You recently spoke out about the importance of trans youth being able to buy products like binders after Venus Envy was fined for selling a binder to a minor. How can people advocate for safe access to products like that in Ottawa?

Thankfully, the fine against Venus Envy was dropped and they were able to find a way to be able to continue supporting youth looking for binders, gaffs, and other items that support social transition. Its also amazing that they’ve set up a way for folks to be able to pay it forward to those who couldn’t afford them otherwise. Beyond that though, Venus Envy shouldn’t be the only physical place in Ottawa where items like that can be purchased.

What does the year ahead look like for Kind’s programs and events?

Programming at Kind remains consistent, but also evolving, and endeavours to respond to what people are looking for, what people tell us is missing and should be included. We’re hearing people want to have more say on how their donations are used. There are lots of ideas in the early stages of development, but not always the capacity to take it much further at the moment. If folks are interested in what those ideas might be and how they can help I encourage them to call, email or come in and have a chat.

What is it like being the sole full-time staff member at Kind?



It’s kinda lonely during the early afternoon hours when there aren’t a lot of people around but I’m thankful that there are folks that pass through. I know the flow will increase as folks become more aware that Kind is a space where you can just come and relax, study, play games, organize or nap throughout the day as well as attend group activities in the evenings. I definitely hope to be able to bring more staff in the not-so-distant future and we’re strategizing to be able to make that happen. The board and volunteers have been amazing and definitely take a lot of the weight off my shoulders in terms of workload. We can only grow so much with just one staff member. To really be able to scale up our programming again we’re going to need extra, full-time support.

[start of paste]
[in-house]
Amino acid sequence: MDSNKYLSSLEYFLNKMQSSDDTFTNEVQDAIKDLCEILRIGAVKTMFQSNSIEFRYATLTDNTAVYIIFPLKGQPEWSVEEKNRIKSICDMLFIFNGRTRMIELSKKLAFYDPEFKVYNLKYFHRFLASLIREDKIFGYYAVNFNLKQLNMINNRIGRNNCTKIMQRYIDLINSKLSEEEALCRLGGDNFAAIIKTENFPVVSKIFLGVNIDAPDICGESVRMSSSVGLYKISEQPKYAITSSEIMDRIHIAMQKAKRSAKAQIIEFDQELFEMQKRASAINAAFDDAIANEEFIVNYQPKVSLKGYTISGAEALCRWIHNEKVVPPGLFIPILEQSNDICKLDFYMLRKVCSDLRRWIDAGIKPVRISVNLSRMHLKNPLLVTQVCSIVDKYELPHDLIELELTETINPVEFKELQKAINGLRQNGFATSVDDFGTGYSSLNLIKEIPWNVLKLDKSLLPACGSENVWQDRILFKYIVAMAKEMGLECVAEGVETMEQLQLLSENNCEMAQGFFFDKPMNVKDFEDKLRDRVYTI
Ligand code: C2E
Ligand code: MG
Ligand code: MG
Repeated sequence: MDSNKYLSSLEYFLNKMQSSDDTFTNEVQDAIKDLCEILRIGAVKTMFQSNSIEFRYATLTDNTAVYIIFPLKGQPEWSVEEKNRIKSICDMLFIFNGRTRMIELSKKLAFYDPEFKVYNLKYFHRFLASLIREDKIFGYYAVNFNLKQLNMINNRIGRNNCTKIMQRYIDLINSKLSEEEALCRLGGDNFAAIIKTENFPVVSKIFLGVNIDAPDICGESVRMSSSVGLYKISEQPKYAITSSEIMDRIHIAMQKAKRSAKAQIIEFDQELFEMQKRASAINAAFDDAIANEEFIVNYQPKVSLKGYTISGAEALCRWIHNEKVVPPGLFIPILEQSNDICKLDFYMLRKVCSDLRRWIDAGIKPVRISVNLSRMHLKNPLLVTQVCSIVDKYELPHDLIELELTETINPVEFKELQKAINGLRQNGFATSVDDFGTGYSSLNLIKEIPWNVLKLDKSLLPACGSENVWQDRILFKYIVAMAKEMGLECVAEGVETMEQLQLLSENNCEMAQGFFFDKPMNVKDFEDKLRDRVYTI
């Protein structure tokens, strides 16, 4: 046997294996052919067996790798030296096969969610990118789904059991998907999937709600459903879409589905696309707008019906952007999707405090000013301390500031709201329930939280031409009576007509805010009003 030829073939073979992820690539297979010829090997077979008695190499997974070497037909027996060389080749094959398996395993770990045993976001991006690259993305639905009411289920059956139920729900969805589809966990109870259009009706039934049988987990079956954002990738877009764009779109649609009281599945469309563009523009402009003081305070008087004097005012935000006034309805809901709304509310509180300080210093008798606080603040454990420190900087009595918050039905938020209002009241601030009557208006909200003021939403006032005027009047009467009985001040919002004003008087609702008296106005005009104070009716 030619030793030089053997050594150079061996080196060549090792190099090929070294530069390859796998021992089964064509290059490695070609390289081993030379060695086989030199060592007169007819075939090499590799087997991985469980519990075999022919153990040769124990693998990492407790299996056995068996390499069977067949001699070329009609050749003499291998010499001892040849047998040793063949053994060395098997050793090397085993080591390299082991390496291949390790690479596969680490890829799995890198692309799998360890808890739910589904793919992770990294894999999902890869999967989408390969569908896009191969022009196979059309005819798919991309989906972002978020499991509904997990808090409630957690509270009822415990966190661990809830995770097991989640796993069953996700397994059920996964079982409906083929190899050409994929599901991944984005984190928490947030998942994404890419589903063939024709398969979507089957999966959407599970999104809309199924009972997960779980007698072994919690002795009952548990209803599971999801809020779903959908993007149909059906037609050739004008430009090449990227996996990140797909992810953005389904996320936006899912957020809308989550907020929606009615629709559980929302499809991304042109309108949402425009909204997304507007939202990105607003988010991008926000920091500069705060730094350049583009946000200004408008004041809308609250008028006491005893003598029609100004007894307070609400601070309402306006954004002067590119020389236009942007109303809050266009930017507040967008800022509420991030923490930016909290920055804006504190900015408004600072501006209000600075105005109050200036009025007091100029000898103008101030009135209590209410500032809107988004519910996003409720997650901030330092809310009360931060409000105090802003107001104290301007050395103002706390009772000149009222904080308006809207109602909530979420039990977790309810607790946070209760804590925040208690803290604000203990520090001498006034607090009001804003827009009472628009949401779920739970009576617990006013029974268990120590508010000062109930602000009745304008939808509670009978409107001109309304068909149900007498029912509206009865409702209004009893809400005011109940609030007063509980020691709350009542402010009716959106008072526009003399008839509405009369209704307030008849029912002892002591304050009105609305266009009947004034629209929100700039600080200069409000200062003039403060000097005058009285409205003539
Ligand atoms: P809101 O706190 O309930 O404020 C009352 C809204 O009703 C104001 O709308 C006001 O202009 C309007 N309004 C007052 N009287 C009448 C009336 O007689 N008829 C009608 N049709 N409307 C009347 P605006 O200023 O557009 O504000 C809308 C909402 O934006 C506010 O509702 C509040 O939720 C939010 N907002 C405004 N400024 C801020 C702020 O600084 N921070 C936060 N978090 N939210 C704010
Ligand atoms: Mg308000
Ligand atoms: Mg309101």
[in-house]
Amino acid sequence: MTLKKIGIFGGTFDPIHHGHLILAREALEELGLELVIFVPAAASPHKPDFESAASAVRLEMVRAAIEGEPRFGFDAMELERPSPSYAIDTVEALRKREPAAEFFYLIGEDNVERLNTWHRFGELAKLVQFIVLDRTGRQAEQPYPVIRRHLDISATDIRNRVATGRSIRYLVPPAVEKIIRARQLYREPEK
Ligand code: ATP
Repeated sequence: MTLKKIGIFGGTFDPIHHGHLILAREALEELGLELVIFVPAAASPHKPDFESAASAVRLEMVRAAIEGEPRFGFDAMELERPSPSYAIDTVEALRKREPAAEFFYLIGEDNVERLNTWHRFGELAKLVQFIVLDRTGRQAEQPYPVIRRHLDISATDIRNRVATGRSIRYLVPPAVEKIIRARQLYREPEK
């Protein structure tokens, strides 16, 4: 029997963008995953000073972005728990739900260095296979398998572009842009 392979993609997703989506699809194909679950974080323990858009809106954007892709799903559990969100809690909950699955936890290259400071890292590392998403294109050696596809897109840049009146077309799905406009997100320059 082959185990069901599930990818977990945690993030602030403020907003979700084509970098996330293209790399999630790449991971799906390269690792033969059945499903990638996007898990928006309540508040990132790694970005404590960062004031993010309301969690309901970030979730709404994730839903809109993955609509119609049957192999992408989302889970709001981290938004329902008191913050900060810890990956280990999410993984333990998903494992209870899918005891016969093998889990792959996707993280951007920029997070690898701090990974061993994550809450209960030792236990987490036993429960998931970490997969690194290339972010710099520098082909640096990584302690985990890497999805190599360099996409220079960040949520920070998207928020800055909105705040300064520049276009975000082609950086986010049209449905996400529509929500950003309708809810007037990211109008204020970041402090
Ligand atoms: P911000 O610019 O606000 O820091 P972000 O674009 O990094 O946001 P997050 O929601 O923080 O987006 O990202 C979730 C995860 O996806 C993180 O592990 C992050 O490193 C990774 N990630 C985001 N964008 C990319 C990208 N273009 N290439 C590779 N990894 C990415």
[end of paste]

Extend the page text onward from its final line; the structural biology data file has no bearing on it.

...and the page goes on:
How is Kind doing with its funding?

Fundraising is always a challenge and we strongly believe the return on investment from money directed to the non-profit sector is huge, and should be increased. That said, we continue to have strong core funding and other support from the City of Ottawa, which provides an essential financial base. We are working hard to strengthen our balance sheet and continually increase the impact of our programs to attract both previous funders and ones who may be looking to partner with us for the first time. We’ve also been focusing on tapping into smaller-scale and more creative funding sources. As I mentioned earlier, we’re also looking at options to give donors more say over how their dollars are spent.

Anything you’d like to add?

The Vintage Video Game Tournament is happening again this year on Oct 25. Folks are encouraged to donate or raise as much as they can to help Kind. Everyone is welcome to come by and watch or register and participate, check out the space, meet some people and have an awesome afternoon.